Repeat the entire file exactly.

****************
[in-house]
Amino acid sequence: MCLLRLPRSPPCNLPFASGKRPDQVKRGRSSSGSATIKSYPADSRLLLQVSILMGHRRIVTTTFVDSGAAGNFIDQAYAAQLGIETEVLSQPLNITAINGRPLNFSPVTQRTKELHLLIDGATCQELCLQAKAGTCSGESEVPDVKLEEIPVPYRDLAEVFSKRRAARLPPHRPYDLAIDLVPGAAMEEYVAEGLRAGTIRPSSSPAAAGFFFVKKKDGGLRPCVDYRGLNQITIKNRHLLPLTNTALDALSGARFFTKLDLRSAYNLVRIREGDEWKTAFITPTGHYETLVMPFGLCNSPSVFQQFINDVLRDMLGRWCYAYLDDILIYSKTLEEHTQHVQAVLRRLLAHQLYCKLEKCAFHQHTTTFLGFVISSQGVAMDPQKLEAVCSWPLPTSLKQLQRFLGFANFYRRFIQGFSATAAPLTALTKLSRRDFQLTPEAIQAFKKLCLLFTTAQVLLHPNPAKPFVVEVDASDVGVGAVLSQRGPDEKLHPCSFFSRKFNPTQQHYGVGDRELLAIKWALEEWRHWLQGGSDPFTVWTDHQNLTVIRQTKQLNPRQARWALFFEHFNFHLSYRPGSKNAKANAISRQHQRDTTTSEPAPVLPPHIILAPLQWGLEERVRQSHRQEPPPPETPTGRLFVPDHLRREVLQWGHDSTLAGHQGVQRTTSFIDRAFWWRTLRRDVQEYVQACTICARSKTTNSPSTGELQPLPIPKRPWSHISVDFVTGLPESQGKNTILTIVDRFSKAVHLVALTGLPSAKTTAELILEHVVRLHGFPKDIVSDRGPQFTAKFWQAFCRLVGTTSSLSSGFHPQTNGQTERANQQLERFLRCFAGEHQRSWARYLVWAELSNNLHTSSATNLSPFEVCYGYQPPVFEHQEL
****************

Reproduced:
[in-house]
Amino acid sequence: MCLLRLPRSPPCNLPFASGKRPDQVKRGRSSSGSATIKSYPADSRLLLQVSILMGHRRIVTTTFVDSGAAGNFIDQAYAAQLGIETEVLSQPLNITAINGRPLNFSPVTQRTKELHLLIDGATCQELCLQAKAGTCSGESEVPDVKLEEIPVPYRDLAEVFSKRRAARLPPHRPYDLAIDLVPGAAMEEYVAEGLRAGTIRPSSSPAAAGFFFVKKKDGGLRPCVDYRGLNQITIKNRHLLPLTNTALDALSGARFFTKLDLRSAYNLVRIREGDEWKTAFITPTGHYETLVMPFGLCNSPSVFQQFINDVLRDMLGRWCYAYLDDILIYSKTLEEHTQHVQAVLRRLLAHQLYCKLEKCAFHQHTTTFLGFVISSQGVAMDPQKLEAVCSWPLPTSLKQLQRFLGFANFYRRFIQGFSATAAPLTALTKLSRRDFQLTPEAIQAFKKLCLLFTTAQVLLHPNPAKPFVVEVDASDVGVGAVLSQRGPDEKLHPCSFFSRKFNPTQQHYGVGDRELLAIKWALEEWRHWLQGGSDPFTVWTDHQNLTVIRQTKQLNPRQARWALFFEHFNFHLSYRPGSKNAKANAISRQHQRDTTTSEPAPVLPPHIILAPLQWGLEERVRQSHRQEPPPPETPTGRLFVPDHLRREVLQWGHDSTLAGHQGVQRTTSFIDRAFWWRTLRRDVQEYVQACTICARSKTTNSPSTGELQPLPIPKRPWSHISVDFVTGLPESQGKNTILTIVDRFSKAVHLVALTGLPSAKTTAELILEHVVRLHGFPKDIVSDRGPQFTAKFWQAFCRLVGTTSSLSSGFHPQTNGQTERANQQLERFLRCFAGEHQRSWARYLVWAELSNNLHTSSATNLSPFEVCYGYQPPVFEHQEL